Weeks after pulling the plug, the utility gave its disgraced former CEO – who is still billing the state for his legal fees – a $16 million golden parachute.
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(Via: High Flyer)
“Santee Cooper has been habitually dishonest with the public regarding the status of this project,” we wrote in a deep dive on the troubled utility last spring.
Specifically, we uncovered construction schedules and cost estimates buried in Santee Cooper bond documents that directly conflicted with the findings of a belatedly disclosed 2016 report on the status of the nuclear expansion project.
The documents hinted at deception on a massive scale, people … with massive costs to the state.
This news outlet proposed selling Santee Cooper over a decade ago when it would have netted the state billions of dollars, but now the utility is up to its eyeballs in debt – one of many factors making its sale all but impossible.
We reported exclusively last March on a secretive deal rumored to have been advanced by Florida-based NextEra Energy, although that anonymous proposal included a nine-figure taxpayer bailout. Such a bailout was – and is – totally unacceptable from our perspective.
According to our sources, NextEra representatives made a verbal offer for the utility during the most recent round of legislative negotiations this fall – but their rumored proposal was not taken seriously.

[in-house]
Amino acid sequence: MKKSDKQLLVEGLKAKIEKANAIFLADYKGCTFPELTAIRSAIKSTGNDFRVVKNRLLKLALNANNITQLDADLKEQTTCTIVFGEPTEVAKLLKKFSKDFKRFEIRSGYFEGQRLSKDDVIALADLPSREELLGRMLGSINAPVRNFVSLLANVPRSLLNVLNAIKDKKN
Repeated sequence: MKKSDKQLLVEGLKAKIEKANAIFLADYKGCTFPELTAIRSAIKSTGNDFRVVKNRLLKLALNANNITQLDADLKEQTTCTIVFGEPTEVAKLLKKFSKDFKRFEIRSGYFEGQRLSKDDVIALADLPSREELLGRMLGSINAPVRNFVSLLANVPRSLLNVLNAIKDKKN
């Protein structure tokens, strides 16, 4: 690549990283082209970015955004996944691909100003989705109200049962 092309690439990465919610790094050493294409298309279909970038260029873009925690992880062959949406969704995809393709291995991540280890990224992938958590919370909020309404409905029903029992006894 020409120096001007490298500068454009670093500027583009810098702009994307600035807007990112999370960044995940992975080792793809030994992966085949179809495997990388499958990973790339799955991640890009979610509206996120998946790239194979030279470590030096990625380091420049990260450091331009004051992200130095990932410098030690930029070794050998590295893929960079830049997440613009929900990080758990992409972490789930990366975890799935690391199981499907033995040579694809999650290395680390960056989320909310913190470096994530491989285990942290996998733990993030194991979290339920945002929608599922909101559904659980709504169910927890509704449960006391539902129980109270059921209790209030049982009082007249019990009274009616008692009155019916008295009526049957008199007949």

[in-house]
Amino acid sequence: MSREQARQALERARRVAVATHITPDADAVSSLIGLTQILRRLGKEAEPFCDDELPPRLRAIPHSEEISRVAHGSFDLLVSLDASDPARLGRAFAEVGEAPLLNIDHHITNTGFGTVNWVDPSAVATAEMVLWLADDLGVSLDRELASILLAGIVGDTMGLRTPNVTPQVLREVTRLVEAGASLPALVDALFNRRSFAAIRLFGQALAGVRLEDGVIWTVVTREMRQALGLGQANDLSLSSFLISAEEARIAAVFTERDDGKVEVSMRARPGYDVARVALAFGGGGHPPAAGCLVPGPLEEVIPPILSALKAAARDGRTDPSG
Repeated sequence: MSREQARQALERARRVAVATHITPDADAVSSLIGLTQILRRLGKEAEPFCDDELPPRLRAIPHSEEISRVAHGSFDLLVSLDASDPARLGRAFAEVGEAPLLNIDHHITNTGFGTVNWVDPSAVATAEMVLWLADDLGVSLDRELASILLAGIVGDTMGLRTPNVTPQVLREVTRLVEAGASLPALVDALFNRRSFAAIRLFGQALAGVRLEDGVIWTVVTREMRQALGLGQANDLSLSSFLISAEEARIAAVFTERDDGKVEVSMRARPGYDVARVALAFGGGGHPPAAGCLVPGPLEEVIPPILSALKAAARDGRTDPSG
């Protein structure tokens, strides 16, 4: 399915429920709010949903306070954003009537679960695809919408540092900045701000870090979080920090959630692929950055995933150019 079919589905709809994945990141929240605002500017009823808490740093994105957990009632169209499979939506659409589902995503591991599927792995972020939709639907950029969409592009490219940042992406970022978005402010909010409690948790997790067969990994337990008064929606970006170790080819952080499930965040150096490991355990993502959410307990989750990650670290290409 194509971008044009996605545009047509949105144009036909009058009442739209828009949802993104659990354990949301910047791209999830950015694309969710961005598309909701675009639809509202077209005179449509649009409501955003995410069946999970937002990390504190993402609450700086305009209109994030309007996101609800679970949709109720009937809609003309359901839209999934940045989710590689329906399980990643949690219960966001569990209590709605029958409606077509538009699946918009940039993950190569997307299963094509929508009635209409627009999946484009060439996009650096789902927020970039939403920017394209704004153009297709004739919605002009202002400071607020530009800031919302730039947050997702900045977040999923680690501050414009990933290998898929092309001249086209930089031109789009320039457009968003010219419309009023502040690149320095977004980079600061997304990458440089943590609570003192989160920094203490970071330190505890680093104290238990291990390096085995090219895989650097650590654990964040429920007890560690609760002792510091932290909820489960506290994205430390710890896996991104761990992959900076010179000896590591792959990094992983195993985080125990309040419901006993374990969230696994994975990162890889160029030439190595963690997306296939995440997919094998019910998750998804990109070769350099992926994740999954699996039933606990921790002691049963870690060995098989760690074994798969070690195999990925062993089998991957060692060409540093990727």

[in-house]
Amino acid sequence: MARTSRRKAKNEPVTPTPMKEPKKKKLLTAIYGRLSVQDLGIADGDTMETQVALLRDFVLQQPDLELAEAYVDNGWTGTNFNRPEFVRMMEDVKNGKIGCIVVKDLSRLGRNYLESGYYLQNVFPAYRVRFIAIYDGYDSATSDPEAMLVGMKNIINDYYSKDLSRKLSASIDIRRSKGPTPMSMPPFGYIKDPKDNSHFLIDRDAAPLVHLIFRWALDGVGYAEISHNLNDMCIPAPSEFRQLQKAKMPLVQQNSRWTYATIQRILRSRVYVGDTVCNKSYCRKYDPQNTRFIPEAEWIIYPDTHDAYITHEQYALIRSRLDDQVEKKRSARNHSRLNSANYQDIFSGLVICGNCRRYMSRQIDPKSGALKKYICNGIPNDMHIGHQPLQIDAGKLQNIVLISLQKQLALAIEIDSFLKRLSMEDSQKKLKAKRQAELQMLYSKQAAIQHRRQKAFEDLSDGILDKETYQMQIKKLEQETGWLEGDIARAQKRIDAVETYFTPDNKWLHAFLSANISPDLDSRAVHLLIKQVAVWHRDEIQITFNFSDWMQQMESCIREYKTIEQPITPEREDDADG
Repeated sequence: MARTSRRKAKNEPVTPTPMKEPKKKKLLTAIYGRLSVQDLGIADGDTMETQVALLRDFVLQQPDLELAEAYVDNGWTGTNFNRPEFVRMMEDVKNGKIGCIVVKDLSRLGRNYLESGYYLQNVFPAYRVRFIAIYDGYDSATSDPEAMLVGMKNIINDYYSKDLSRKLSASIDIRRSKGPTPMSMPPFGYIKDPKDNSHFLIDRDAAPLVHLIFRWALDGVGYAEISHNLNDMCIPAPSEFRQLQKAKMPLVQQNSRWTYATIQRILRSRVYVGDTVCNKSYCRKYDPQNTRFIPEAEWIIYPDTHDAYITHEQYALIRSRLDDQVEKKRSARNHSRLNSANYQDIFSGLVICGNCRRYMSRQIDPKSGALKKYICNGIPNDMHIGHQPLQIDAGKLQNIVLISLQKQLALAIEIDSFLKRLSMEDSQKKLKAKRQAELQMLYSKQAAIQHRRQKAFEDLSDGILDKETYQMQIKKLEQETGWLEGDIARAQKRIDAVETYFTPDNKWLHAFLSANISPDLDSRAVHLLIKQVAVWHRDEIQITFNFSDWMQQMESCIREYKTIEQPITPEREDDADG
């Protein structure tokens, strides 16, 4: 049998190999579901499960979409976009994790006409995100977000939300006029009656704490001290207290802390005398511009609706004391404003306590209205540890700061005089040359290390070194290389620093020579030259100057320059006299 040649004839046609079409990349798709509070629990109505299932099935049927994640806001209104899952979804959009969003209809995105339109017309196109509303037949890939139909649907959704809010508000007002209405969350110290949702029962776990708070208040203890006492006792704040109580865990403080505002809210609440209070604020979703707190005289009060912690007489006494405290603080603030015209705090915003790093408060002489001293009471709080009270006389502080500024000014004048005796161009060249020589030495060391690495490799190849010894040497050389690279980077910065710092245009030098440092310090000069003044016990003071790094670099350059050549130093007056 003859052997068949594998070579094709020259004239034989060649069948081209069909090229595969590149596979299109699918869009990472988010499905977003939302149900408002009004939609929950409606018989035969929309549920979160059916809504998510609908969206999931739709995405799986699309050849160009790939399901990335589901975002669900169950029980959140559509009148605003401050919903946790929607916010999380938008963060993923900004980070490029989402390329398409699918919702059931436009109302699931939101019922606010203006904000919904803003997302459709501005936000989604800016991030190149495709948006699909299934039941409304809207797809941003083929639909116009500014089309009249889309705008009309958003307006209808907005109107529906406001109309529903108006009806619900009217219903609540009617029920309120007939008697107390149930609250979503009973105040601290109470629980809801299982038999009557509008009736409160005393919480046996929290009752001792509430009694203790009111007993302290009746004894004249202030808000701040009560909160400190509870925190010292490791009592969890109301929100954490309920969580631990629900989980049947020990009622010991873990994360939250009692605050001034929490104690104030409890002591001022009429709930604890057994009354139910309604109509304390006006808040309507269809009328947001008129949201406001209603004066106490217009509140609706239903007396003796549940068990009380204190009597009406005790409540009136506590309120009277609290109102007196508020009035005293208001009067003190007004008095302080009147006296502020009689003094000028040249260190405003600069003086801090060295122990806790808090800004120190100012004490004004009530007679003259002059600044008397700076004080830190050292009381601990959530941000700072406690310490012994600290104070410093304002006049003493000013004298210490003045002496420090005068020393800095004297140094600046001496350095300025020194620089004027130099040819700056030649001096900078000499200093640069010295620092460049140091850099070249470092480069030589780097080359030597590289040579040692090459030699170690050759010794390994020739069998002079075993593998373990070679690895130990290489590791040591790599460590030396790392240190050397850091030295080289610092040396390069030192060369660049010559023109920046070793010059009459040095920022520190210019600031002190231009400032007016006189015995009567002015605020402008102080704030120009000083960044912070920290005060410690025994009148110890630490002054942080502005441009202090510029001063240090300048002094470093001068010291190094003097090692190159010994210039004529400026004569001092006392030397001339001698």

“It was embarrassingly low,” a source familiar with the number told us.
Meanwhile, Virginia-based Dominion Energy – which recently purchased SCANA – has floated a yet-to-be-detailed “management arrangement” which would add Santee Cooper to its network but permit the state to retain ownership of the utility’s various assets. This arrangement would be similar to the “landlord-tenant” proposal pushed by state senator Tom Davis in connection with the Palmetto State’s non-competitive port infrastructure assets.
Dominion is not interested in purchasing Santee Cooper, however.
As for NextEra it would reportedly prefer to own the utility, but given the aforementioned legislative recalcitrance the company may have no choice but to submit a proposed management agreement of its own – or attempt some sort of partnership with the state’s electric cooperatives, who are interested in owning Santee Cooper as a nonprofit.
This news outlet continues to believe Santee Cooper should be unloaded at the earliest possible opportunity – and we rebuke senators like Grooms and Campsen for threatening filibusters in the hopes of allowing state government to continue its failed experiment in the utility business (and for that matter its failed experiment in the “economic development” business).
Neither of those are core functions of government. All they do is perpetuate corporate cronyism, income inequality, higher energy bills and other abysmal outcomes … like #NukeGate.
The sooner we can get government out of the energy business the better, although it appears as though South Carolina’s “leaders” have done such a magnificently disastrous job such a positive outcome – like so many other aspirational outcomes in the Palmetto State – has become a pipe dream.